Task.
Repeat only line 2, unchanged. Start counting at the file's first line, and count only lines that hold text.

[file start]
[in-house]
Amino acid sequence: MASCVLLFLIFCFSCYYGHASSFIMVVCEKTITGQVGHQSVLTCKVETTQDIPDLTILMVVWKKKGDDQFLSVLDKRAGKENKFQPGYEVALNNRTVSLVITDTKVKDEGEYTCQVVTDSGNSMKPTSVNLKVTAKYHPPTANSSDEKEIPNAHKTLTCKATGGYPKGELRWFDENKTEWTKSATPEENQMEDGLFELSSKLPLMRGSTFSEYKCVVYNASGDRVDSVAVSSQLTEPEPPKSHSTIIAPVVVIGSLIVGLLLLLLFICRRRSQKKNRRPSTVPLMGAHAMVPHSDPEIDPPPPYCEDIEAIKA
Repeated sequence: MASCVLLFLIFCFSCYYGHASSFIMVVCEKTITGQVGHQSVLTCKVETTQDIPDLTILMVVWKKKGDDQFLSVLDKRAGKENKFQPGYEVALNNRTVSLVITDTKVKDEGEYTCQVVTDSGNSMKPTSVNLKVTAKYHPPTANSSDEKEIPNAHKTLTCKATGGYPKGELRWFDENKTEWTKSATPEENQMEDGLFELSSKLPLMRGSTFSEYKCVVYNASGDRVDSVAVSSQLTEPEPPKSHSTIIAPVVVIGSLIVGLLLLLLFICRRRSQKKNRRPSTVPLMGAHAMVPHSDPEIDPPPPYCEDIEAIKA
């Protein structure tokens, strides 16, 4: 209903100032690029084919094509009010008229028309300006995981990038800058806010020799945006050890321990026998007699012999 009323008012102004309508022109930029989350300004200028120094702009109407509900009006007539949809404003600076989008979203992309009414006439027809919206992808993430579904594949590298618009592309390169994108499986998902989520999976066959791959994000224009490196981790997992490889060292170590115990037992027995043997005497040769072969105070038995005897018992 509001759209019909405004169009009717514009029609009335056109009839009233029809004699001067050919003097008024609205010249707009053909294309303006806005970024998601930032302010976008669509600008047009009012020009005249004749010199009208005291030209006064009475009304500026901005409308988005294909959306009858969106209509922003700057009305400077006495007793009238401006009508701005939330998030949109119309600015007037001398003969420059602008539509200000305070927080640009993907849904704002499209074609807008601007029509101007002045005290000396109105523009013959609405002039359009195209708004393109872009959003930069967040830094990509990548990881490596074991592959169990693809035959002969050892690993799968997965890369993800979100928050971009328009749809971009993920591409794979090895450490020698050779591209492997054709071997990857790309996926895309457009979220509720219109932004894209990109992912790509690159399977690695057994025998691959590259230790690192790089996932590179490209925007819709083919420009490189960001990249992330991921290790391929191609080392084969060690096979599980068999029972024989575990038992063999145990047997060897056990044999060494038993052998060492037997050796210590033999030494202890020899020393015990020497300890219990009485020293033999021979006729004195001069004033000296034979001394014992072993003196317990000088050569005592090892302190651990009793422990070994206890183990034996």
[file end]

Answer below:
Amino acid sequence: MASCVLLFLIFCFSCYYGHASSFIMVVCEKTITGQVGHQSVLTCKVETTQDIPDLTILMVVWKKKGDDQFLSVLDKRAGKENKFQPGYEVALNNRTVSLVITDTKVKDEGEYTCQVVTDSGNSMKPTSVNLKVTAKYHPPTANSSDEKEIPNAHKTLTCKATGGYPKGELRWFDENKTEWTKSATPEENQMEDGLFELSSKLPLMRGSTFSEYKCVVYNASGDRVDSVAVSSQLTEPEPPKSHSTIIAPVVVIGSLIVGLLLLLLFICRRRSQKKNRRPSTVPLMGAHAMVPHSDPEIDPPPPYCEDIEAIKA